Anthony P. Woods, 76, private contractor, artist and dedicated traveler

Woods
Woods
Posted: January 08, 2014

IF THERE WAS something that Tony Woods wasn't into, it probably wasn't worth bothering with.

Tony was an exceptional handyman who could fix anything. He did plumbing, electricity, painting, drywall, carpentry, TV, electronics - you name it.

Tony was an excellent artist, a painter of landscapes and still lifes treasured by family and friends, and a sculptor working in wood that he wrested from the forests of Fairmount Park.

Tony was a writer who published pieces on the Tuskegee Airmen, the Buffalo Soldiers and other subjects in the Philadelphia New Observer.

Tony was a jazz fan who not only attended performances but introduced himself to the musicians and got to know them.

Tony took a U.S. Coast Guard course on piloting a boat, even though he didn't have a boat.

Tony learned to export needed goods to Africa after taking a course at Temple University.

Tony was an inveterate traveler who took summer trips to Europe, the Caribbean and sites in the U.S.

Tony was a church trustee and a devoted family man who indulged his three children and sent them off to earn multiple college degrees.

Anthony P. Woods, who also was an Air Force veteran and onetime Yellow Cab driver, died Dec. 25 of an aneurysm. He was 76 and lived in LaMott, Cheltenham Township, Montgomery County.

"He used to work seven days a week," said Martha Brace Woods, his wife of 51 years. "I had to make him stop. I told him I'd be a widow and have to take care of these little children by myself. So he cut back to six days."

One day while the couple were vacationing in the Bahamas, Tony approached the owner of a yacht and told him, "My name is Tony and I can pilot a boat," his wife said. "The man said, 'You're my new captain,' and let him take the boat out. I sat there watching."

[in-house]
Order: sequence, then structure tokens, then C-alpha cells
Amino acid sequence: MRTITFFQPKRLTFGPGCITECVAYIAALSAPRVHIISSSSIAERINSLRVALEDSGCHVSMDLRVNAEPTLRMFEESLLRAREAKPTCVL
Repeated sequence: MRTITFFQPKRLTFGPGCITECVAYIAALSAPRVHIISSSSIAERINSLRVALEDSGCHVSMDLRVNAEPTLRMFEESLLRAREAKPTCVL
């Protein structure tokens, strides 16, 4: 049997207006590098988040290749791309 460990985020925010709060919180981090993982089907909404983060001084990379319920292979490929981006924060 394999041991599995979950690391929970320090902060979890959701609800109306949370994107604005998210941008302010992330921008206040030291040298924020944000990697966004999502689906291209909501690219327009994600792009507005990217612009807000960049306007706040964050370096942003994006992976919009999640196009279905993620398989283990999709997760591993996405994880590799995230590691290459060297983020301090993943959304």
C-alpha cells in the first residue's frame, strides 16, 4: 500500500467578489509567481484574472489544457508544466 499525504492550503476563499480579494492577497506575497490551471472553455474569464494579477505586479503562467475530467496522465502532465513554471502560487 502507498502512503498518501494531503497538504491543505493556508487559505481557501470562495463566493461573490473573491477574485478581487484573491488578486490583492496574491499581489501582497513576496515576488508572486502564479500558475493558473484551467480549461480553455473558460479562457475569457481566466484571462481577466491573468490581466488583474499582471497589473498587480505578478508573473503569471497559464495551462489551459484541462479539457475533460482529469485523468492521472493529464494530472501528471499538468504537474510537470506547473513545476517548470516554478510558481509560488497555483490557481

"He just wanted to pilot a boat, so he took a course to learn to do it," his wife added. "He did what he enjoyed."

His art, for instance, was just something he enjoyed doing. He didn't think about exhibiting or selling his work.

One day he dragged in a tree trunk from Fairmount Park, stripped off the bark and carved a man's face in it.

Tony was born in Philadelphia to Ellen Louise Woods and Louis J. Draper. His parents died when he was a child and he was raised by grandparents and other relatives.

He graduated from Simon Gratz High School and entered the Air Force. He served stateside as an air policeman.

After his discharge, he worked for a time as a silk-screen printer and cabdriver before attending the Philadelphia Wireless Technical Institute. He learned to install antennas in apartments and high-rises around the city.

He eventually opened his own shop in West Oak Lane, and soon his expertise was in demand.

His wife is a retired public-school nurse.

"Tony could remodel a room and make it beautiful," she said. "He was a genius."

Tony was an active member of LaMott African Methodist Episcopal Church, where he was a trustee, sang on the male chorus and was a member of the church school.

Besides his wife, he is survived by a son, Askia Muhammad Sheikh; two daughters, Andrea E. Woods Valdes and Patrice L. Woods; and one grandson.

Services: Memorial service 11 a.m. Jan. 17 at LaMott AME Church, 1505 W. Cheltenham Ave., Cheltenham.

In lieu of flowers, donations may be made to Lamp For Haiti - lampforhaiti.org.

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